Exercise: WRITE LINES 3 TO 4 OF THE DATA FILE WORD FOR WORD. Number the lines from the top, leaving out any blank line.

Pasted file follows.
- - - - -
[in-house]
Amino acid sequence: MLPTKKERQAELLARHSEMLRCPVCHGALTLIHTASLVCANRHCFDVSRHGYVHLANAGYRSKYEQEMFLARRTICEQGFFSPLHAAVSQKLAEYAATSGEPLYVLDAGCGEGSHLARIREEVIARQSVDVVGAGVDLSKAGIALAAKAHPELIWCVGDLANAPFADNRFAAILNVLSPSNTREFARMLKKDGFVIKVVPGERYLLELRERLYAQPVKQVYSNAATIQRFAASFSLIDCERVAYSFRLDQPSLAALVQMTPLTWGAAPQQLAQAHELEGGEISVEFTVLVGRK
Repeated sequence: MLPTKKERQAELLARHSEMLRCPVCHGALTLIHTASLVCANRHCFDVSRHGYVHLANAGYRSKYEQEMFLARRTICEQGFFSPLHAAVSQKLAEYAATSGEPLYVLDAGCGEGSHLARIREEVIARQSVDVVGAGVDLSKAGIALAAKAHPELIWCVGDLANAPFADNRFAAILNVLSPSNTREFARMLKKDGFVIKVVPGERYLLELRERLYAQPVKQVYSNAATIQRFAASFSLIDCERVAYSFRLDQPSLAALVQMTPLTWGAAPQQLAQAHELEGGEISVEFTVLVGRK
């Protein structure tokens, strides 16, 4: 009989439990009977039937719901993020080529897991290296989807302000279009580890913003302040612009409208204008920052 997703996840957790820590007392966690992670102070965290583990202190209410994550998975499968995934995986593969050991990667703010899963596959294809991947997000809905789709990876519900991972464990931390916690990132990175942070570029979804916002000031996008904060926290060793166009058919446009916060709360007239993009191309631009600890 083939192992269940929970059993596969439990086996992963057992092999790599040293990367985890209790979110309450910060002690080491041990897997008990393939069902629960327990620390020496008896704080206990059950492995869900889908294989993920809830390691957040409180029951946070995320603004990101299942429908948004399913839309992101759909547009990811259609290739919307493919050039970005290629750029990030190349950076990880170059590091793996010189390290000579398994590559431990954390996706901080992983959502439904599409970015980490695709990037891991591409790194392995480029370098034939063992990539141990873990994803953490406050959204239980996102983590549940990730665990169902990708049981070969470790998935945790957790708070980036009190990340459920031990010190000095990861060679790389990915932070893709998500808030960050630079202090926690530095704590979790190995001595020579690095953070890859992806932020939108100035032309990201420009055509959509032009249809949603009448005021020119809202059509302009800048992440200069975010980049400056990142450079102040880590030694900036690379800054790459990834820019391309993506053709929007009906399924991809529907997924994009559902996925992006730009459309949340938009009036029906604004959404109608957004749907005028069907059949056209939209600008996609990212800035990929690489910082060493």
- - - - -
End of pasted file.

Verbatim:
Repeated sequence: MLPTKKERQAELLARHSEMLRCPVCHGALTLIHTASLVCANRHCFDVSRHGYVHLANAGYRSKYEQEMFLARRTICEQGFFSPLHAAVSQKLAEYAATSGEPLYVLDAGCGEGSHLARIREEVIARQSVDVVGAGVDLSKAGIALAAKAHPELIWCVGDLANAPFADNRFAAILNVLSPSNTREFARMLKKDGFVIKVVPGERYLLELRERLYAQPVKQVYSNAATIQRFAASFSLIDCERVAYSFRLDQPSLAALVQMTPLTWGAAPQQLAQAHELEGGEISVEFTVLVGRK
């Protein structure tokens, strides 16, 4: 009989439990009977039937719901993020080529897991290296989807302000279009580890913003302040612009409208204008920052 997703996840957790820590007392966690992670102070965290583990202190209410994550998975499968995934995986593969050991990667703010899963596959294809991947997000809905789709990876519900991972464990931390916690990132990175942070570029979804916002000031996008904060926290060793166009058919446009916060709360007239993009191309631009600890 083939192992269940929970059993596969439990086996992963057992092999790599040293990367985890209790979110309450910060002690080491041990897997008990393939069902629960327990620390020496008896704080206990059950492995869900889908294989993920809830390691957040409180029951946070995320603004990101299942429908948004399913839309992101759909547009990811259609290739919307493919050039970005290629750029990030190349950076990880170059590091793996010189390290000579398994590559431990954390996706901080992983959502439904599409970015980490695709990037891991591409790194392995480029370098034939063992990539141990873990994803953490406050959204239980996102983590549940990730665990169902990708049981070969470790998935945790957790708070980036009190990340459920031990010190000095990861060679790389990915932070893709998500808030960050630079202090926690530095704590979790190995001595020579690095953070890859992806932020939108100035032309990201420009055509959509032009249809949603009448005021020119809202059509302009800048992440200069975010980049400056990142450079102040880590030694900036690379800054790459990834820019391309993506053709929007009906399924991809529907997924994009559902996925992006730009459309949340938009009036029906604004959404109608957004749907005028069907059949056209939209600008996609990212800035990929690489910082060493």